On Voice AI Politeness Part II
This essay continues from On Voice AI Politeness Part I
So, let us get back to our main two core questions: How polite should a human being be with a voicebot, and how polite should a voicebot be with a human being?
In my opinion, the answer to the first question is straightforward. The human being should be able to behave in any way that they wish to behave, with their only concern being to have the voicebot do what they want it to do and do it as quickly or as slowly as they want it to do it. If the human wishes to use “Please” and “Thank you” and other politeness markers, then the voicebot should accommodate such markers. If not, then the voicebot should accommodate their absence. If the human wants to bark orders, they should be able to bark orders. If they are less pressed for time or are in the mood to be cordial, or they want to exercise their manners or their vocal cords, then they should be able to do that too.
As of this writing, both Amazon and Google have deployed a “politeness mode” feature which detects whether or not the user is “acting politely” and then reacts accordingly. For instance, in Alexa’s “Magic Word” mode, if the user asks Alexa a question but does not include “Please,” Alexa responds with, “What’s the magic word?” and proceeds to provide the answer only if the user says, “Please” but not otherwise.
Google adopted a carrot strategy, compared to Amazon’s stick one. In their “Pretty Please” mode, if a user says “Please” or “Thank you” in their requests to Google Assistant, they will be “rewarded” with what Google calls “delightful responses,” which are verbal acknowledgments of the user’s politeness. For example,
Human: “Hey Google, please set a timer for 5 minutes.”
Assistant: “Thanks for asking so nicely. Alright, 5 minutes. Starting now.”
The deployment of both of these features was a reaction by these companies to parents who became concerned that both Amazon Alexa and Google Assistant were teaching their children impolite behavior: they watched as their children boorishly bossed their voicebot around by barking commands at it and felt that such behavior was turning them into uncouth social creatures.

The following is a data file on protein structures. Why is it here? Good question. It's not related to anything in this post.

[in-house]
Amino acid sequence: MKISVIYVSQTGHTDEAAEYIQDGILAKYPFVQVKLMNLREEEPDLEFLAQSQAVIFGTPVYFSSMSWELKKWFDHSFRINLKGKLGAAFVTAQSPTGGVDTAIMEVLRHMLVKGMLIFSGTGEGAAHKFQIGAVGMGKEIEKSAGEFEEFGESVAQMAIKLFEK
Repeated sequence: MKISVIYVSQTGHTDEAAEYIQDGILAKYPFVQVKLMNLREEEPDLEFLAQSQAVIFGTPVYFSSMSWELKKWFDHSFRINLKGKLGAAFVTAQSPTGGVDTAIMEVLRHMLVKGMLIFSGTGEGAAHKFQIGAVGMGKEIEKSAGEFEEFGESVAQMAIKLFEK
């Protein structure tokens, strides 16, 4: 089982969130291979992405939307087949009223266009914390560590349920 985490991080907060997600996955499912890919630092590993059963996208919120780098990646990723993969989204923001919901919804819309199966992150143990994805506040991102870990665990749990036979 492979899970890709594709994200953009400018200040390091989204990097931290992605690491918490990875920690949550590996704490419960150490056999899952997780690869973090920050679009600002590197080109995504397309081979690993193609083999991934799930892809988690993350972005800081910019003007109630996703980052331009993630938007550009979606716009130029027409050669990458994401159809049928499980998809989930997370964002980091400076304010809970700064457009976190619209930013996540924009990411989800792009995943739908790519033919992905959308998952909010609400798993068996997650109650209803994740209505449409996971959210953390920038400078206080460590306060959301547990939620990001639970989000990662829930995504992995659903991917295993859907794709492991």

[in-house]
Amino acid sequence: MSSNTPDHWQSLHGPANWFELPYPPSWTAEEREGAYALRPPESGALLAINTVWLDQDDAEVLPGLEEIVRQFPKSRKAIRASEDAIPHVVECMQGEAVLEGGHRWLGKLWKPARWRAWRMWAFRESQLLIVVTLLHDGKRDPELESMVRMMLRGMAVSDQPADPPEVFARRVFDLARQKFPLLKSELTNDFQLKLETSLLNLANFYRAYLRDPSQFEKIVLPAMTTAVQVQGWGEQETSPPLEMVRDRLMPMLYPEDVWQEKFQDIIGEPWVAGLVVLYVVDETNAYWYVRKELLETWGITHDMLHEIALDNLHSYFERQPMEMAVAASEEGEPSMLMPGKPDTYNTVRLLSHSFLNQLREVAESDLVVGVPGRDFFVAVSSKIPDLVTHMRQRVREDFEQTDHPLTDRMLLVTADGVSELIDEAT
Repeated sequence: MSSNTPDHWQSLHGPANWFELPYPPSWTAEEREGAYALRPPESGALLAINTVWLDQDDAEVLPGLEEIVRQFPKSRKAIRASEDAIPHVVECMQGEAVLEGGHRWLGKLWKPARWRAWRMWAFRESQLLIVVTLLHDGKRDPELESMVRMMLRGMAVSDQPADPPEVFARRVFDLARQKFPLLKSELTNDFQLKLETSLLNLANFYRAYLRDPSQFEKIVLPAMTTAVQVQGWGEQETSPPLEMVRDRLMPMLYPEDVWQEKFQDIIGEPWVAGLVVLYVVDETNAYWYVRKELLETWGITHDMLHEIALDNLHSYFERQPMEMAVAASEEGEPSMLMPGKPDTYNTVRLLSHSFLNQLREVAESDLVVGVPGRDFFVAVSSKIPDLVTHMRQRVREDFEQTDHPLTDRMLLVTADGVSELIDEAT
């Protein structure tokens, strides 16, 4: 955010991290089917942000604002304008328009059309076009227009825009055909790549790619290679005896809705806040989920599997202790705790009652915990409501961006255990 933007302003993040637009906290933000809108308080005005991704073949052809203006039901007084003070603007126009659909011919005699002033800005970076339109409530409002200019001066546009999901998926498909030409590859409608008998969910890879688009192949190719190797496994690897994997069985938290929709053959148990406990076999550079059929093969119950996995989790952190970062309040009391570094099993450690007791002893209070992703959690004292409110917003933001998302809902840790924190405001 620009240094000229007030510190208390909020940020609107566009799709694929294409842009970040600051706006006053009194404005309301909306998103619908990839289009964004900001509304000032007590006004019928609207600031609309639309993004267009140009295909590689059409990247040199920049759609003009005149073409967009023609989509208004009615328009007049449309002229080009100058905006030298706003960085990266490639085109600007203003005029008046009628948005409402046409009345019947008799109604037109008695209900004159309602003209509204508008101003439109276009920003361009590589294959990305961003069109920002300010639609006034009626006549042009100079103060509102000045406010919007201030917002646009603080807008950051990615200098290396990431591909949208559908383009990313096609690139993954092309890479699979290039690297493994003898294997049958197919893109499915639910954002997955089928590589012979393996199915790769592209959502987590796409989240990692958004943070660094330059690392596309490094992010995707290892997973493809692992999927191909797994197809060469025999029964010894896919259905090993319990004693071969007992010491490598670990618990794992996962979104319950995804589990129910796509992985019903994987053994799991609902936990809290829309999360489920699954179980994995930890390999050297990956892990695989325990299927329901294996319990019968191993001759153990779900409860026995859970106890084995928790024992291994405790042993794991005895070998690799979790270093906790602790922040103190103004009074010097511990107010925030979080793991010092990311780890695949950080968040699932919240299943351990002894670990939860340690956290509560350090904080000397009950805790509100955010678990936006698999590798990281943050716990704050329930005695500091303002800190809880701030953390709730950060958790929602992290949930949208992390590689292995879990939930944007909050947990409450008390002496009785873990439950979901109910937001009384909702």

The problem with these two features, in my opinion, is twofold: first, as we mentioned in Part One, forcing children to confer to voicebots the same degree of courtesy and politeness that they need to observe when engaging humans may be cheapening the value of these acts of politeness, both for givers as well as for receivers of such politeness expressions: if you say “Thank you” and “Please” to a machine, how much is that expression really worth to you, the giver, and to me, the receiver?
Secondly, in the case of Amazon’s Magic word, having a robot resist cooperation unless and until you behave in a respectful manner may teach the user (especially a child) to believe that these robots not only can occupy a moral high ground but that they can coerce them to change their behavior because they occupy that moral high ground. It is one thing for a system to refuse to let you in until you typed in the right username and password. There is no moral high ground there: there is only the necessity to protect your data. In the case of the voicebot that insists on polite behavior, its insistence has to do purely with forcing you to comply with social practices as a precondition to engaging with you. If the user accepts this arrangement, why would they resist next time the voicebot refuses to engage with them unless they subscribed to some ethic — e.g., the ethic of loyalty (to the brand) — or value, or ideology?
Third, in the case of Google’s “Pretty Please,” where the strategy is to reward rather than to punish, the voicebot’s reaction, when it detects polite behavior, is to answer with language that includes verbiage recognizing the “good behavior” of the user. In other words, the voicebot will reward the user by responding with a prompt that is longer than if the user had not behaved politely. As we will argue below, in the context of human-to-voicebot interactions, providing a long response is often less, not more, polite than responding with a shorter (but not too short) sentence. In fact, as it is not hard to imagine Google’s “Pretty Please” feature causing users to stop behaving politely because they find Google’s longish expressions of praise and approbation tiresome, condescending, and, most crucially, needlessly wasteful of their time.
On the flip side, voicebots must most definitely behave politely towards human beings. But what we mean by politeness here is not the sprinkling of “please” and “thank you” but rather a behavior that goes to the heart of what politeness is all about.